In Saskatchewan, we are approaching the holiday season, also known as the road trip season, as we all make our way to visit those relatives that we have chosen to live four hours away from.If you have children, you need to have a road trip plan. Kids are killers. And in an enclosed space, they will destroy your desire to live in a very short time.
IT, a movie about a demonic sewer clown, was released weeks ago and everyone I knew was like, “Did you see IT? IT is amazing.”“Is IT, really?”“IT really is the sh*T.”I don’t go to many movies; our toddler has made it clear that movie theatres are not for sitting but rather for running in the aisles, and that the best popcorn is popcorn scavenged from the floor — so no, I did not see IT. Whether you saw IT or not, people were convinced that IT was the scariest thing ever.
I visited Niagara Falls last week and had lunch with two Niagara Falls historians. Historians always have the best gossip. They told me that in 1827, William Forysth, filled an ark (really just a big boat) with buffalo, two small bears, two raccoons, geese and an eagle. Then he sent it over the falls. Some of the animals managed to break free – the bears – and swam to safety. Of the animals that went over the falls, only the geese managed to survive.
Muck Rack makes it simple to find people, tweets, or articles that mention any name, keyword, company, hashtag etc. We've compiled this guide to help you make the most of your search.
Selecting a term
Start searching tweets, articles from media outlets, articles mentioned in tweets, journalists'
names, titles and bios with some suggested searches:
Companies or Topics (e.g. iPhone, Microsoft)
Phrases (e.g. "cloud computing") — use quotes to keep the terms together
Twitter handles (e.g. @username) — returns those who have mentioned or replied to
Names (e.g. "David Pogue")
Hashtags (e.g. #sxsw, #london2012)
Bio details (e.g. vegan, Olympics, father)
Muck Rack's Advanced Search allows for many boolean operators.
Find results that mention multiple specified terms, use AND or
+. For example, ensure each result contains both Elon Musk and Mark Zuckerberg by
searching Musk AND Zuckerberg or Musk + Zuckerberg.
Use the operators OR or , to broaden your search when you'd like either of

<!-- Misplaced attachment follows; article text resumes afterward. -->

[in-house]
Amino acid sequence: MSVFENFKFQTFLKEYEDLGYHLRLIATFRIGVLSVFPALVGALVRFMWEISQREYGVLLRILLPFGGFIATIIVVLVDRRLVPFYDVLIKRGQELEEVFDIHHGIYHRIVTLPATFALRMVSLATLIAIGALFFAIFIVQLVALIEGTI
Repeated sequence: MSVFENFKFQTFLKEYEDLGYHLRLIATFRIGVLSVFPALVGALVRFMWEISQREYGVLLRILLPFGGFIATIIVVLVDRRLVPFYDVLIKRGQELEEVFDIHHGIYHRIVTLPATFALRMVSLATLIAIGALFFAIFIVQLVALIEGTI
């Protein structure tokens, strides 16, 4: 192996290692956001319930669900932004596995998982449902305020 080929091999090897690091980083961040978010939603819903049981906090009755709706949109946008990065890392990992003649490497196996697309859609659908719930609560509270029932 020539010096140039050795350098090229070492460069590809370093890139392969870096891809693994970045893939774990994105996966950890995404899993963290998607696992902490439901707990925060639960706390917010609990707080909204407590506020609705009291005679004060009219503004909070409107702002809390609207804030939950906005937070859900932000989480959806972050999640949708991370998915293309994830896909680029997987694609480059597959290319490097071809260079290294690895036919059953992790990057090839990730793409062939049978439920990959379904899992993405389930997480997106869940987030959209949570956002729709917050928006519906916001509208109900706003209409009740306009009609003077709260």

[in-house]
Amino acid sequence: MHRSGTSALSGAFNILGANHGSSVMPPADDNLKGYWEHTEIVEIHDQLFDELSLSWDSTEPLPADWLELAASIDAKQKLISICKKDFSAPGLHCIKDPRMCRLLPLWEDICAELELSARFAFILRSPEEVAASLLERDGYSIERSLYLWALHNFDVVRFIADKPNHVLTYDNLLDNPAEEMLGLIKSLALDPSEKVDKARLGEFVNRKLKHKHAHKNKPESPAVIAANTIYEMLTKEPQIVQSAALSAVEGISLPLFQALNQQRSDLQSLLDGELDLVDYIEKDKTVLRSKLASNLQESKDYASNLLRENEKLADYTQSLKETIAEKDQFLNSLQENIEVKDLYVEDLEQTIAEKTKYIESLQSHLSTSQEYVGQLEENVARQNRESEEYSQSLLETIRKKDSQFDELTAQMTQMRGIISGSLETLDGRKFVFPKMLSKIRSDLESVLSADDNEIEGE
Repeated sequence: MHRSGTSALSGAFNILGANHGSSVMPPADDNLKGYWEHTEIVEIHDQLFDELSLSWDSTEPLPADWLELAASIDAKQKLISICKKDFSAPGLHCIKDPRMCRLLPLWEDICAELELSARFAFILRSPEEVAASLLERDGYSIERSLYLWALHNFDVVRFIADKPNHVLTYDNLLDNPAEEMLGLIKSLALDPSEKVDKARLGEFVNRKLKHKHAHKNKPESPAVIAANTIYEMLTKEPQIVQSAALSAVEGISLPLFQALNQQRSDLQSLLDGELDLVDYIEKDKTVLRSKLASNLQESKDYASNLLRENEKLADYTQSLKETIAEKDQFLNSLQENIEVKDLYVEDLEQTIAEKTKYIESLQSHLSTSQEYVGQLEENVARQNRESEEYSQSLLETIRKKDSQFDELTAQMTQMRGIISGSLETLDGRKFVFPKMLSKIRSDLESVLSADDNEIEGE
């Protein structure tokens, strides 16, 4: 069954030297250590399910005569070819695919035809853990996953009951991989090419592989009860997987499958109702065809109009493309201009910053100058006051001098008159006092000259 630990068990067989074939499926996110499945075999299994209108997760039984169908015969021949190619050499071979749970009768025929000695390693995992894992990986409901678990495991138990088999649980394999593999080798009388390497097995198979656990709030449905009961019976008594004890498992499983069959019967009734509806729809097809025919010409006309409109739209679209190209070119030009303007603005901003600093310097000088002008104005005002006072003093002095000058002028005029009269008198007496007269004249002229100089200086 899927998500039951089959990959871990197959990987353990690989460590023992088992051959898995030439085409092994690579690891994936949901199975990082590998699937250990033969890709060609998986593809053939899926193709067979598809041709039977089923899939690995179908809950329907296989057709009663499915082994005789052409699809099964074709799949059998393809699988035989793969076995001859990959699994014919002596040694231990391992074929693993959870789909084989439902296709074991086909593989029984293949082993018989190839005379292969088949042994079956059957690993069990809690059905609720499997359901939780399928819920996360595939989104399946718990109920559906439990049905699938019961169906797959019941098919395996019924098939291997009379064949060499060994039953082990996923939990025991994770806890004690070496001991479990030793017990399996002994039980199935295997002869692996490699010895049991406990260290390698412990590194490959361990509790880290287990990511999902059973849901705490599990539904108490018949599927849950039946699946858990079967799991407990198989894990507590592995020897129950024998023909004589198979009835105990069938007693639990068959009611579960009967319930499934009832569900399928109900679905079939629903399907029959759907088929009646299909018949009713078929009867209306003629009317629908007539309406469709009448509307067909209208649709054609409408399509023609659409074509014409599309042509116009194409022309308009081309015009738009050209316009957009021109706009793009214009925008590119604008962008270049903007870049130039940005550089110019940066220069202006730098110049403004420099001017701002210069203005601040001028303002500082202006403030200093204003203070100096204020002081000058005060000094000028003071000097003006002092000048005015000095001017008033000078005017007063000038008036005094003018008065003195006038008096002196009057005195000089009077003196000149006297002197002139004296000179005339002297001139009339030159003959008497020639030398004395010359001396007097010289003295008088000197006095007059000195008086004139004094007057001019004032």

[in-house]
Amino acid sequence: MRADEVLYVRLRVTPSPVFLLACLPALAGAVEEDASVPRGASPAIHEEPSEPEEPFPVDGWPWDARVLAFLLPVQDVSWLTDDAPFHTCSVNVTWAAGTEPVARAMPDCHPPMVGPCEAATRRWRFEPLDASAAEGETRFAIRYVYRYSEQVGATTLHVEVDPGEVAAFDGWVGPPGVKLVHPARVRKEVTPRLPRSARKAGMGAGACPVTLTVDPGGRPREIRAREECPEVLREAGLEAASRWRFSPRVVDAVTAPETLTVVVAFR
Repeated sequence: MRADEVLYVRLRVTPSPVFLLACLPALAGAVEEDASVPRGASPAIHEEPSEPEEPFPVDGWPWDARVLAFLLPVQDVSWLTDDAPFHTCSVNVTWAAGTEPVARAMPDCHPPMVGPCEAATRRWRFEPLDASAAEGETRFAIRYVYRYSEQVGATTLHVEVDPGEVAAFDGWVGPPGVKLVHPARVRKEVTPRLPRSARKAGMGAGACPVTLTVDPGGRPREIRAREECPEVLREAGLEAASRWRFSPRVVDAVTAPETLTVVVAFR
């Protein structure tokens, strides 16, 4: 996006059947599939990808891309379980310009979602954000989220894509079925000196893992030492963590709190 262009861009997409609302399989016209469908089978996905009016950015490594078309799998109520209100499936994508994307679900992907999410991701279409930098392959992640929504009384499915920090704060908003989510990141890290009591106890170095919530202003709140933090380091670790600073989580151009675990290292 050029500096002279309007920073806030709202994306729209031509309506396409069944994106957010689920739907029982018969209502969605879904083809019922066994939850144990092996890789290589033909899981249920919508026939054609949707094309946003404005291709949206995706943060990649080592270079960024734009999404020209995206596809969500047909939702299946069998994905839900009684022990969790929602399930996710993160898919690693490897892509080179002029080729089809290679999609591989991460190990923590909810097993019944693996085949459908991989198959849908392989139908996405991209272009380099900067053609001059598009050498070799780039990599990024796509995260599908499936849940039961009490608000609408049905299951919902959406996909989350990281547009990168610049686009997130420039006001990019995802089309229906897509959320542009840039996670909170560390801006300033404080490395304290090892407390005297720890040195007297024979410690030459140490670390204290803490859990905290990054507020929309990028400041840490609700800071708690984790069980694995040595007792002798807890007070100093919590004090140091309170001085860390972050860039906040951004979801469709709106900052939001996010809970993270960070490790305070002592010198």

multiple terms to appear in results. (This is the default behavior of our search when no operators
are used). For example, results will contain either cake or cookie by searching cake OR cookie or cake,cookie
Use NOT or - to subtract results from your search. For
example, searching Disney will yield results about the Walt Disney Company as well as Walt Disney
World Resort. To exclude mentions of Disney World, search for Disney -World or Disney
When using one of these operators with a phrase, enclose it in quotation marks. For example, you can
find results about smartphones excluding Apple's iPhone 4S by searching smartphone -"iPhone
Exact case matching or punctuation
If you're searching for a brand name or keyword that relies on specific punctuation marks or capitalization, you can
find results that match your exact query by adding matchcase: before the keyword you're searching for, like matchcase:E*TRADE .
Use parentheses to separate multiple
boolean phrases. For example, to find journalists talking about having fun in Disney World or
Disneyland, search for ("disney world" OR disneyland) AND fun.
An asterisk can be used to search for any variation of a root word truncated by the asterisk. For example, searching for admin* will return results for administrator, administration, administer, administered, etc.
A near operator is an AND operator where you can control the distance between the words. You can vary the distance the near operation uses by adding a forward slash and number (between 0-99) such as strawberries NEAR/10 "whipped cream", which means the strawberries must exist within 10 words of "whipped cream".